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Maine CDC: Bats made up 46% of animals submitted for rabies testing in 2021

The information was provided along with safety tips from the Maine Center for Disease Control and Prevention on Tuesday.
Credit: AP

MAINE, USA — Bats made up 46 percent of animals submitted to the state lab for rabies testing in 2021, the Maine Center for Disease Control and Prevention said Tuesday. 

The statistic came as part of a package of safety tips to prevent rabies exposure for Mainers. 

A news release from the Maine CDC stated bats are most active in Maine from late July into early September. With that said, bat exposures can occur during any part of the year. 

While bats are an important part of the local ecosystem, they can spread viruses like rabies, officials said. It can be deadly in humans, pets, and livestock.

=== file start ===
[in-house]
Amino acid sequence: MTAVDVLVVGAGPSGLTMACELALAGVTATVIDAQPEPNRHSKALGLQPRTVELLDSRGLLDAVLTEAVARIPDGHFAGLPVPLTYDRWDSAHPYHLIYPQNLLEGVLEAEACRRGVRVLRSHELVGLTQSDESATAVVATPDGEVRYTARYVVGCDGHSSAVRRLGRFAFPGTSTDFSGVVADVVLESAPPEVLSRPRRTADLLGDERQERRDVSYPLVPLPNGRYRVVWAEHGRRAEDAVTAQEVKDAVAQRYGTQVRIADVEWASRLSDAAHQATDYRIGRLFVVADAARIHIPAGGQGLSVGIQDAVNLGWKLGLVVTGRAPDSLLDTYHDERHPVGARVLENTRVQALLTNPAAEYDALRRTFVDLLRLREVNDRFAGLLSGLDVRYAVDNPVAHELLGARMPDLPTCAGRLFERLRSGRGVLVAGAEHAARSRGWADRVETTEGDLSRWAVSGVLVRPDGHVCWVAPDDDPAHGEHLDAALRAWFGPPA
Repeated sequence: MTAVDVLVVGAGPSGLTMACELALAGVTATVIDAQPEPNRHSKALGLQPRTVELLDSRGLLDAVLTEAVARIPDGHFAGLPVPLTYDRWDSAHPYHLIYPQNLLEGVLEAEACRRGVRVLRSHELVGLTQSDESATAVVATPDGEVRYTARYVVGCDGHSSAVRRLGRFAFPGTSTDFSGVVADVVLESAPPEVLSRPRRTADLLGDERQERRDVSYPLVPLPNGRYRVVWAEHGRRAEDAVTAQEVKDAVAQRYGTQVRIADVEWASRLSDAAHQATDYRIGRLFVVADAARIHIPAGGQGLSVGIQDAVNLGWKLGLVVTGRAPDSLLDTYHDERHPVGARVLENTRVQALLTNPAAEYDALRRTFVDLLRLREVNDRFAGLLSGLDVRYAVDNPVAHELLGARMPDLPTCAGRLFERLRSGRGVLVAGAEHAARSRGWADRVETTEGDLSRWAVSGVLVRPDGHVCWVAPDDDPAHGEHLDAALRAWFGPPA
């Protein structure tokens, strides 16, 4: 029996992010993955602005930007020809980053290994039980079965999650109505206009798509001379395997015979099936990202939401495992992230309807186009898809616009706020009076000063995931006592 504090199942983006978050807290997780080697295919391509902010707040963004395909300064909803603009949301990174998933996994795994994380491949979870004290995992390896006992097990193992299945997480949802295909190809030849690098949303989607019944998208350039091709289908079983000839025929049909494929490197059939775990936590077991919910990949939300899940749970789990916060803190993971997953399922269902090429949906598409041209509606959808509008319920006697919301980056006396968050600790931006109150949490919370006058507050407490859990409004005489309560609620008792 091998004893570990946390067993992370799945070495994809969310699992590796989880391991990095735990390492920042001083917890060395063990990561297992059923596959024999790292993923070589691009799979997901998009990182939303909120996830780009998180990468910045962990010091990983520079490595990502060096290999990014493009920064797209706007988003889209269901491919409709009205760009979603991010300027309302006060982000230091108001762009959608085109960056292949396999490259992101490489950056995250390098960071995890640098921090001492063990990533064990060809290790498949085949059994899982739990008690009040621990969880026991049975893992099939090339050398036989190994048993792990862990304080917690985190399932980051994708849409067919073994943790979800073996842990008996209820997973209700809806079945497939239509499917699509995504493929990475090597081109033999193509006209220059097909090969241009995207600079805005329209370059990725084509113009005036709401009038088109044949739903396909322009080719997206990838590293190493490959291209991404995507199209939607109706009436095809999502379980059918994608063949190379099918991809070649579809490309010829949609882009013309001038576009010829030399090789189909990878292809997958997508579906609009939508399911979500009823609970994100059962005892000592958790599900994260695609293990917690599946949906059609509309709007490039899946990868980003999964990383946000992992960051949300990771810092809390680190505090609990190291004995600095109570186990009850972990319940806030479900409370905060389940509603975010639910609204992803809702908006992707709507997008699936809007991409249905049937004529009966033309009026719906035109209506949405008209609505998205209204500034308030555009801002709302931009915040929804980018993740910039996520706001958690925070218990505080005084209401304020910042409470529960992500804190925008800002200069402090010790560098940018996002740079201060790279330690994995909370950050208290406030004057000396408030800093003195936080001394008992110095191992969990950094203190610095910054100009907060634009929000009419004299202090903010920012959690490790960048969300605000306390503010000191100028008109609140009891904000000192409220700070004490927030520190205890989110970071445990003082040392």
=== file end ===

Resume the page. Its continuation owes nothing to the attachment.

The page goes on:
The release stated rabies spreads when infected mammals bite, or in some cases scratch, a person or another mammal. A rabid animal might show a variety of symptoms or none at all. 

The Maine CDC stated a bat exposure may include: 

  • Bites
  • Scratches
  • Handling a bat without gloves
  • Waking up to a bat in the bedroom
  • Finding a bat in a room with an unaccompanied child or incapacitated adult
  • Pets and livestock holding a bat in their mouths or being in the same area as the bat, like a living room or barn 

Mainers should contact a health care provider about any potential exposure. 

The release offered the following additional information on getting bats tested for rabies: 

For more information, click here

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